The percentage of Jews voting for Clinton was apparently higher than any other religious group, but that is not unusual and hardly justified J Street’s claims that Jews had “an overwhelming disdain for Donald Trump and his policies,” or their pollster’s assertion that Jews are clearly in the “progressive camp.”

I cannot claim any great prior insight because I had expected Trump to potentially get the lowest percentage of the Jewish vote of any Republican in history; he did not. Similarly, most of the autopsies on the election so far have incorrectly asserted that Jews rejected him when, in fact, his share of the Jewish vote was about average for a Republican candidate. In fact, he did as well or better than every Republican since 1992 — George W. Bush (24% in 2004 and 19% in 2000),  Dole (16% in 1996) and Bush Sr. (11% in 1992) — with the exception of Romney (30%) who benefited from Jewish disillusionment with Obama’s Middle East policies.

The real story is how Jews abandoned Hillary Clinton despite her close ties to the Jewish community, major Jewish supporters (financial and otherwise), government experience, pro-Israel record, relatively hawkish foreign policy and liberal domestic policy. Most Jews were drawn to her record of public service and, simultaneously, repelled by Trump’s lack of experience, bigotry, misogyny and all of the other negative traits his critics assigned to him.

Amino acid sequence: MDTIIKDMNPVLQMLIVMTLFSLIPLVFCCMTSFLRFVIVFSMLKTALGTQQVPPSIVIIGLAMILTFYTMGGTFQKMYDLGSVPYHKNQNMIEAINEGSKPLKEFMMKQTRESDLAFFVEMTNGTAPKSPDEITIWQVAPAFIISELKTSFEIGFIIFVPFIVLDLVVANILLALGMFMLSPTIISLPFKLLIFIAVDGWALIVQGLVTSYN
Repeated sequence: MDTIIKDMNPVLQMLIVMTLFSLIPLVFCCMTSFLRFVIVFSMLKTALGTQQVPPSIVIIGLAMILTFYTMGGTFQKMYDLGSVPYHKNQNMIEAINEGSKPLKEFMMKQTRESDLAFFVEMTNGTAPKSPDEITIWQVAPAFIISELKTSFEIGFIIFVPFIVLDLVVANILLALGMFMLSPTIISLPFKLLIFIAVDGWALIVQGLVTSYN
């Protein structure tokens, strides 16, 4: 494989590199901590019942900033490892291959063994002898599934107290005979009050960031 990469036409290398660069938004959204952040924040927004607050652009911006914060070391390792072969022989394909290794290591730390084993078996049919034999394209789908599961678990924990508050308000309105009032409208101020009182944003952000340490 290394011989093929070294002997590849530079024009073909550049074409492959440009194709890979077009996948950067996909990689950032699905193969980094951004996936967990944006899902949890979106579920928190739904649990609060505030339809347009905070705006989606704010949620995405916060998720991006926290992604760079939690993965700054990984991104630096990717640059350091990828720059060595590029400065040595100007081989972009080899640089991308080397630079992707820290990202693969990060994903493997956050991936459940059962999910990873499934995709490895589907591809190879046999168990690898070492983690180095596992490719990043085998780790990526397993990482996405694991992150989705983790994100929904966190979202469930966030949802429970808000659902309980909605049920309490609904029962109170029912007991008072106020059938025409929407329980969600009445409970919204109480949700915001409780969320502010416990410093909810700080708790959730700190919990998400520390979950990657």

Still, Jews deserted Clinton in droves. Yes, she won a substantial majority, but all the previous Democratic candidates, going back to her husband did much better, with Bill’s 80% share of the Jewish vote in 1992 significantly higher. After 1992, Clinton followed that up with a 78% in his second campaign. Gore and Kerry lost despite getting 79% and 76% of the vote, respectively. Jews saw great promise in Obama and rewarded him with 78% of their vote, but the perception that he was perhaps the most anti-Israel president in history drove that total down dramatically to 69% in 2012. Thus, the pro-Israel Clinton didn’t do much better than the Democrat viewed as hostile to Israel.
Put bluntly, Clinton’s share of the Jewish vote was disastrous. Did it cost her the election? Probably not, since she underperformed with so many other constituencies and, in many respects, ran a terrible campaign, but losing Jews certainly didn’t help her in states such as Florida, Pennsylvania, or Ohio.